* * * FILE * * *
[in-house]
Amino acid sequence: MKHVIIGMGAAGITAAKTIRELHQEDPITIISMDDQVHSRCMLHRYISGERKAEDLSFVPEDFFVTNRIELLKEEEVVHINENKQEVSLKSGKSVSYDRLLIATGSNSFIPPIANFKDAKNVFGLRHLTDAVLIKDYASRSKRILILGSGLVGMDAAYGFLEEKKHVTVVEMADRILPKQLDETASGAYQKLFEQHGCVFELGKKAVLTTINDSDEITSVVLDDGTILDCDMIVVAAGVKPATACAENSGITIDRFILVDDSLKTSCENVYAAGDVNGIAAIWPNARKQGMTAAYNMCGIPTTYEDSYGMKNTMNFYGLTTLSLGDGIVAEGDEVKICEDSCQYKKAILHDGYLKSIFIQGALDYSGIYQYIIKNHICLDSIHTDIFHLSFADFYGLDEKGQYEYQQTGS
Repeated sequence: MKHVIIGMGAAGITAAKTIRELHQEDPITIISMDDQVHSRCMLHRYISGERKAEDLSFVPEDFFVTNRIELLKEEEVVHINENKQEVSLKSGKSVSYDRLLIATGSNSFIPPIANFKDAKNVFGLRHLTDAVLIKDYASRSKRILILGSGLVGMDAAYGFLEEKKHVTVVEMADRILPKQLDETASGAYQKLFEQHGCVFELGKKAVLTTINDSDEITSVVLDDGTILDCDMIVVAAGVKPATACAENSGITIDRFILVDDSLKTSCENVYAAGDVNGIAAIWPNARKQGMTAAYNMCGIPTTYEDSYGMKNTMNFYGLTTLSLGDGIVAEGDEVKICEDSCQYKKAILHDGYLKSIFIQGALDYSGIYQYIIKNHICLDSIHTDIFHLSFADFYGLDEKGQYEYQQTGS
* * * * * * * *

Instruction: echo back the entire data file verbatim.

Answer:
[in-house]
Amino acid sequence: MKHVIIGMGAAGITAAKTIRELHQEDPITIISMDDQVHSRCMLHRYISGERKAEDLSFVPEDFFVTNRIELLKEEEVVHINENKQEVSLKSGKSVSYDRLLIATGSNSFIPPIANFKDAKNVFGLRHLTDAVLIKDYASRSKRILILGSGLVGMDAAYGFLEEKKHVTVVEMADRILPKQLDETASGAYQKLFEQHGCVFELGKKAVLTTINDSDEITSVVLDDGTILDCDMIVVAAGVKPATACAENSGITIDRFILVDDSLKTSCENVYAAGDVNGIAAIWPNARKQGMTAAYNMCGIPTTYEDSYGMKNTMNFYGLTTLSLGDGIVAEGDEVKICEDSCQYKKAILHDGYLKSIFIQGALDYSGIYQYIIKNHICLDSIHTDIFHLSFADFYGLDEKGQYEYQQTGS
Repeated sequence: MKHVIIGMGAAGITAAKTIRELHQEDPITIISMDDQVHSRCMLHRYISGERKAEDLSFVPEDFFVTNRIELLKEEEVVHINENKQEVSLKSGKSVSYDRLLIATGSNSFIPPIANFKDAKNVFGLRHLTDAVLIKDYASRSKRILILGSGLVGMDAAYGFLEEKKHVTVVEMADRILPKQLDETASGAYQKLFEQHGCVFELGKKAVLTTINDSDEITSVVLDDGTILDCDMIVVAAGVKPATACAENSGITIDRFILVDDSLKTSCENVYAAGDVNGIAAIWPNARKQGMTAAYNMCGIPTTYEDSYGMKNTMNFYGLTTLSLGDGIVAEGDEVKICEDSCQYKKAILHDGYLKSIFIQGALDYSGIYQYIIKNHICLDSIHTDIFHLSFADFYGLDEKGQYEYQQTGS